Welcome to our Friday mailbag edition!

Every week, we receive fantastic questions from your fellow readers. And every Friday, I answer as many as I can.

Before we get to this week’s mailbag questions, I want to put an event I’m hosting next week on your radar…

It’s called Countdown to Chaos, and it’s happening on Wednesday, June 21 at 8 p.m. ET.

Something critical is about to happen in our economy. The situation is so dire, I couldn’t wait to share what’s about to happen.

You see, the greatest threat to the dollar is not China, Russia, or India.

The greatest threat is coming from inside the U.S. – from within our own borders.

And you might’ve guessed it, from the Federal Reserve…

On July 31, the Fed is set to enact a change to our monetary system.

It will give the financial elites unprecedented power over your money. And it will allow them to track every dollar you spend.

The government could easily identify:

  • Who’s spending dollars…

  • What they’re buying…

  • And who they’re buying from…

In other words, it will be the end of the dollar as we know it.

That’s why I’m revealing all the details about the Fed’s plan – or its “final mandate” on the American people – next Wednesday, June 21 at 8 p.m. ET.

I’ll also share with you one little-known asset you can use to protect your portfolio. It’s an “unprogrammable money” – meaning it can’t be manipulated by the Fed. And it has the potential to make your nest egg go up by as much as 50x.

Reserve your spot for my special event with one click here. It’s free to attend.

Now, back to our weekly mailbag…

Up first today, a question from reader Paul on Glint cards, which I talked about in last week’s mailbag edition, and how they’ll function when the Fed’s CBDC rolls out…

I got a Glint card a couple years ago after it was recommended by the Manward Letter. You are only the second analyst I’ve seen to recommend it. I love the idea, but with the emergence of the soon-to-be-implemented CBDC, I have a couple of serious concerns as to how such cards will continue to function as an access channel to our Swiss stored gold.

  1. The Mastercard Glint used in the USA is provided by Sutton Bank, a tiny, eight-branch, regional agriculture bank in one corner of Ohio (who never answers its phone or returns messages). My growing concern is what happens when the small, regional banks get consolidated and absorbed by the big six banks? Will BofA, Wells Fargo, etc. issue new Glint cards or just cancel them, terminating our access to our stored gold?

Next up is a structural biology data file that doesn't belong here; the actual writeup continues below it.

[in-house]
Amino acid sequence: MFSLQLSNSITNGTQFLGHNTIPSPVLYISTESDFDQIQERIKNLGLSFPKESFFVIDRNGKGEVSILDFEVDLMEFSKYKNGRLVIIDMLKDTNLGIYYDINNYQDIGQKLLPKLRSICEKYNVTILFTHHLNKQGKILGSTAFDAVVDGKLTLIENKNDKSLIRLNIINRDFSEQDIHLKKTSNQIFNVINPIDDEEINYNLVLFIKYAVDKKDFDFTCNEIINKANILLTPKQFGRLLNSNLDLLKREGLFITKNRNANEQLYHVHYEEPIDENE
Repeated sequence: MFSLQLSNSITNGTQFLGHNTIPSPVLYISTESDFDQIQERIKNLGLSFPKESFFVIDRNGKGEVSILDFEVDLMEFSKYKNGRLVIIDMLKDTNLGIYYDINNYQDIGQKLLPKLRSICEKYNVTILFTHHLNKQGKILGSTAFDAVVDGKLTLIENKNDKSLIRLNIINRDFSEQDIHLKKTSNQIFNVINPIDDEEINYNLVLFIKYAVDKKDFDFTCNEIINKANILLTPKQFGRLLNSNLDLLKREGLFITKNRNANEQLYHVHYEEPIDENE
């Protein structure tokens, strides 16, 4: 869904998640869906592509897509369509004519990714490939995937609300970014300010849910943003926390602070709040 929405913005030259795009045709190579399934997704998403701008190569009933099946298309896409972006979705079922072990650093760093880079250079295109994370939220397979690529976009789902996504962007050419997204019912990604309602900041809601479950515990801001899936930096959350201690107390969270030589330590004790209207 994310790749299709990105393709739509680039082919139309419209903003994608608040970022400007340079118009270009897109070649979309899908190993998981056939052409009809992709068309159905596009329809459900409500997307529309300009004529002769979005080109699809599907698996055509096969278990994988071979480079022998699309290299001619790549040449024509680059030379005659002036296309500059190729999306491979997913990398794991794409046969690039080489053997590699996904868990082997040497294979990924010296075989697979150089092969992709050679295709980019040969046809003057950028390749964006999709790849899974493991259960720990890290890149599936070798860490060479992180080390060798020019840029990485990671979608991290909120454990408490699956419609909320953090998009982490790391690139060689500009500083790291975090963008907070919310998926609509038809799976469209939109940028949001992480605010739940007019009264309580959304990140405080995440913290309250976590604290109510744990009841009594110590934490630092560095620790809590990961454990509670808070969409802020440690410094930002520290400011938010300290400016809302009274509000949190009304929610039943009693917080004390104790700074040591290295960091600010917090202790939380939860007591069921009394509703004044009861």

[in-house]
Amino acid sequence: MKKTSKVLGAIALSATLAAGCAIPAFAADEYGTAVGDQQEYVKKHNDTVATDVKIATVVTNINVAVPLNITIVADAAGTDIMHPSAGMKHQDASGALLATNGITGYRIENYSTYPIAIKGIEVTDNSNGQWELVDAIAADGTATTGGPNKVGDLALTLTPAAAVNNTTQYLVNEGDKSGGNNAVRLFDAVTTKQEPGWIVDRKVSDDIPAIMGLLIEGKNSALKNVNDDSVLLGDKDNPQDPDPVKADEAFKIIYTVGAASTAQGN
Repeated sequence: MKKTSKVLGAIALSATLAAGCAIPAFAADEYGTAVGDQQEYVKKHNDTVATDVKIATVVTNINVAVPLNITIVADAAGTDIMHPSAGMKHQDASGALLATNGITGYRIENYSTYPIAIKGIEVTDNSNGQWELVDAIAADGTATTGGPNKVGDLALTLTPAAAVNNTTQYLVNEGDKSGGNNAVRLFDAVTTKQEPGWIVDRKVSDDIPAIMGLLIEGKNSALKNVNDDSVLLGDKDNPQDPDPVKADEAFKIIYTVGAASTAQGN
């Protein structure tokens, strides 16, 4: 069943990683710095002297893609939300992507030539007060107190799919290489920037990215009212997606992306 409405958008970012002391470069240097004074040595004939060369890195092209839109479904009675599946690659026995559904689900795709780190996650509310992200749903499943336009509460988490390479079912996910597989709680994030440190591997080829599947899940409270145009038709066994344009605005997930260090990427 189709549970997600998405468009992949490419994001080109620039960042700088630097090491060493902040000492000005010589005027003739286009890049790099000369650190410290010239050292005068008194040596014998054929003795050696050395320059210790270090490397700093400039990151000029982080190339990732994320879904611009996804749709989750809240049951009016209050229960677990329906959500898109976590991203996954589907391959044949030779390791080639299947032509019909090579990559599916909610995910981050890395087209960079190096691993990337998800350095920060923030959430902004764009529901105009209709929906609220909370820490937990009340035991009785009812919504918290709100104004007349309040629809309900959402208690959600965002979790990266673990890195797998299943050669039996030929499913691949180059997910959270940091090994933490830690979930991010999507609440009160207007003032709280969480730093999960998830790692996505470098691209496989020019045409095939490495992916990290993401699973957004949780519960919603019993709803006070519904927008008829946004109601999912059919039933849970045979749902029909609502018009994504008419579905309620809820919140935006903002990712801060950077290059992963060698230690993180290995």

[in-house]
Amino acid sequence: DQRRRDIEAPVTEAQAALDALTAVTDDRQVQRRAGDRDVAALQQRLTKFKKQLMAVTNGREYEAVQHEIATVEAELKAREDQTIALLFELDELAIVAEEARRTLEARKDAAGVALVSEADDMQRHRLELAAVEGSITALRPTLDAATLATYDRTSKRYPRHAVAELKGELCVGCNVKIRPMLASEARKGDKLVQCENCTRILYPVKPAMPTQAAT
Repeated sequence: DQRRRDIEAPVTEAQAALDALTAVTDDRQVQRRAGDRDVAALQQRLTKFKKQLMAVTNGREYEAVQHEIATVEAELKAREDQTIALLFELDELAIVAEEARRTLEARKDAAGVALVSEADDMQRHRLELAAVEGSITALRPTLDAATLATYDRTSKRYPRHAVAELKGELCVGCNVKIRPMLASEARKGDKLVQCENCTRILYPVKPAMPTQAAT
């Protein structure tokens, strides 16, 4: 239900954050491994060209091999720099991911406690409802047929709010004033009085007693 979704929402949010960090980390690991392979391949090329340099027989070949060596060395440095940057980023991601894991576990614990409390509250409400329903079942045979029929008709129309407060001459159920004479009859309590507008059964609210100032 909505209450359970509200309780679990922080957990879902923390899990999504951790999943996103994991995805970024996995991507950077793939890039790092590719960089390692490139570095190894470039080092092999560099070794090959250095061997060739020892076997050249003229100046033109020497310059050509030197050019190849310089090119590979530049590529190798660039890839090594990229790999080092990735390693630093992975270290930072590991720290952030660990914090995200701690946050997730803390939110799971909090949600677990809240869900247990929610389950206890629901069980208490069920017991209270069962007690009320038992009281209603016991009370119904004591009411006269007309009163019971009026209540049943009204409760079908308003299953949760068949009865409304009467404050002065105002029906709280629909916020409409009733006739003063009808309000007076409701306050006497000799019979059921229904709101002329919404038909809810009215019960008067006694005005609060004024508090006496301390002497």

2. Beyond that likely scenario, how might we access and spend our gold once the government’s CBDC takes control of all our financial accounts and gives us just one card to use for all purchases?

I realize I’m asking you to speculate here, but please use your deep knowledge of the banking system to give more in-depth thoughts on this important subject.

– Paul B.

Hi Paul, thank you for your kind words and excellent questions. It sounds like you were ahead of the game by using Glint to buy gold through its Mastercard.

I understand your concerns about your card being issued by a small regional bank. These banks have certainly been under pressure lately. And I don’t believe they are all out of the woods yet.

(That’s why I just released a new special report, The 722 Bank Bombshell: Is YOUR Bank Next to Fail? It details seven banks that are at risk of failure. To access it, simply RSVP for my upcoming briefing with one click here… and then upgrade to VIP.)

But, as we saw, the FDIC got involved with the three recent high-profile bank failures – Silicon Valley Bank, Silvergate, and First Republic. And the Federal Reserve created money to cover depositors and provide liquidity to those banks and the broader banking system.

When JPMorgan Chase bought First Republic, it also assumed its assets. This includes its deposits and credit card customers. If you logged into JPMorgan Chase’s website a day later (which I did to check it out), you saw a message saying First Republic was now part of JPM Chase. That message is still there.

It’s important to remember big banks like JPM Chase, Citigroup, Bank of America, and Wells Fargo regularly take over smaller ones. Bank mergers are common. The banking sector as a whole has been actively consolidating for decades.

Plus, large banks are always looking to buy smaller ones. They do this to expand their footprints, assets, and customer bases. They all want to stay ahead of the competition. And they absolutely want to ensure that business continues as usual for the customers they acquire.

That’s because customers – and their assets – are the holy grail of the acquisition itself.